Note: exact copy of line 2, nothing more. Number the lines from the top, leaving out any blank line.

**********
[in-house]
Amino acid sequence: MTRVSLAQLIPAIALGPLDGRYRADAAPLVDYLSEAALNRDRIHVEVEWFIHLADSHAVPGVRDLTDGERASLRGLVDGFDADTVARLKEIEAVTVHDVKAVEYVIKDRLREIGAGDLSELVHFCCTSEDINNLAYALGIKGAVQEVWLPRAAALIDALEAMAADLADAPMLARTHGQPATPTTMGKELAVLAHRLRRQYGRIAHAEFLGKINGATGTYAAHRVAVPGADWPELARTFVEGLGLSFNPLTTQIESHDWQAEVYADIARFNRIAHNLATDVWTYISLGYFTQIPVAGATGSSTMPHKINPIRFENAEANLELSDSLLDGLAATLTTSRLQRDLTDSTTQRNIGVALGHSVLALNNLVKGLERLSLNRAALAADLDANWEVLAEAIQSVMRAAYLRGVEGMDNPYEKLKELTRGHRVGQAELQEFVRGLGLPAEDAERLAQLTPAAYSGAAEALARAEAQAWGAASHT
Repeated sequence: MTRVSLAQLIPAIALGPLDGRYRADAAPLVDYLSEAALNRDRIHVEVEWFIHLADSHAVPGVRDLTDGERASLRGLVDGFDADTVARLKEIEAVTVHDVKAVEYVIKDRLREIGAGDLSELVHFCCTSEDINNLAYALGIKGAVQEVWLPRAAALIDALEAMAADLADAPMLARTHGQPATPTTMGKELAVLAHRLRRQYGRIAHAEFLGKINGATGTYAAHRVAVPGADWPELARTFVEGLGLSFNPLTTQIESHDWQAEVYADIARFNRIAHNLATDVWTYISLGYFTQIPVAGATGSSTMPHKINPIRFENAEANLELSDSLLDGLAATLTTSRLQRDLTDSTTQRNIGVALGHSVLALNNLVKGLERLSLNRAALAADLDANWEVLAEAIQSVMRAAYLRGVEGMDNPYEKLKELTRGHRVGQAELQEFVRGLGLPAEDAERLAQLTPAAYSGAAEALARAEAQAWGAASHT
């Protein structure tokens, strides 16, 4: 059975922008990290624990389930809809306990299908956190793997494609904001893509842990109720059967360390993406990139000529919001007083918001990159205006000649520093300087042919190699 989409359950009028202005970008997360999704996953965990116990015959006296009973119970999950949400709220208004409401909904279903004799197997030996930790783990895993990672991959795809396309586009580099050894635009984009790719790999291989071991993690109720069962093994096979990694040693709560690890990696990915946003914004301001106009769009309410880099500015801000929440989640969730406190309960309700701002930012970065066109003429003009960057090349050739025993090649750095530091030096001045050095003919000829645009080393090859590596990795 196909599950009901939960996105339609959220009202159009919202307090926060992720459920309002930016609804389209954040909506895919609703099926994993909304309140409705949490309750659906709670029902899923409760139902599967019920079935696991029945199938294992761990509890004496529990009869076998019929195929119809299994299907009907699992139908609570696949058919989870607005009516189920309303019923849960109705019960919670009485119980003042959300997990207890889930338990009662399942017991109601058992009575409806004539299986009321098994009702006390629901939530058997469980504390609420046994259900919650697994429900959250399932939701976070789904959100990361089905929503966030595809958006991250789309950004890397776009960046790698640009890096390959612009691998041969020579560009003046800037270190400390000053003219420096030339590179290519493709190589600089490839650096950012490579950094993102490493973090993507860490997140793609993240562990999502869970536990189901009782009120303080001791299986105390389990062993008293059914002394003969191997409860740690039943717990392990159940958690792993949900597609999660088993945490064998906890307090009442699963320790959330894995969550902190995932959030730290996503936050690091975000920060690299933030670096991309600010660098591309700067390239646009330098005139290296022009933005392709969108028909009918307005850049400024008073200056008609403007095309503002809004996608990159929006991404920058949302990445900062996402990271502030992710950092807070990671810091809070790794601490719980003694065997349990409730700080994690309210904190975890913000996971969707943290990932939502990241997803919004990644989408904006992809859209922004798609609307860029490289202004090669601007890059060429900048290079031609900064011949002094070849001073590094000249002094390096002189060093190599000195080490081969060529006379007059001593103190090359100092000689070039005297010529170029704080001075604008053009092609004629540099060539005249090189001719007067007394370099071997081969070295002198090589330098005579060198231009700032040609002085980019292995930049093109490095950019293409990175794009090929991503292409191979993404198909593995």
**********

Amino acid sequence: MTRVSLAQLIPAIALGPLDGRYRADAAPLVDYLSEAALNRDRIHVEVEWFIHLADSHAVPGVRDLTDGERASLRGLVDGFDADTVARLKEIEAVTVHDVKAVEYVIKDRLREIGAGDLSELVHFCCTSEDINNLAYALGIKGAVQEVWLPRAAALIDALEAMAADLADAPMLARTHGQPATPTTMGKELAVLAHRLRRQYGRIAHAEFLGKINGATGTYAAHRVAVPGADWPELARTFVEGLGLSFNPLTTQIESHDWQAEVYADIARFNRIAHNLATDVWTYISLGYFTQIPVAGATGSSTMPHKINPIRFENAEANLELSDSLLDGLAATLTTSRLQRDLTDSTTQRNIGVALGHSVLALNNLVKGLERLSLNRAALAADLDANWEVLAEAIQSVMRAAYLRGVEGMDNPYEKLKELTRGHRVGQAELQEFVRGLGLPAEDAERLAQLTPAAYSGAAEALARAEAQAWGAASHT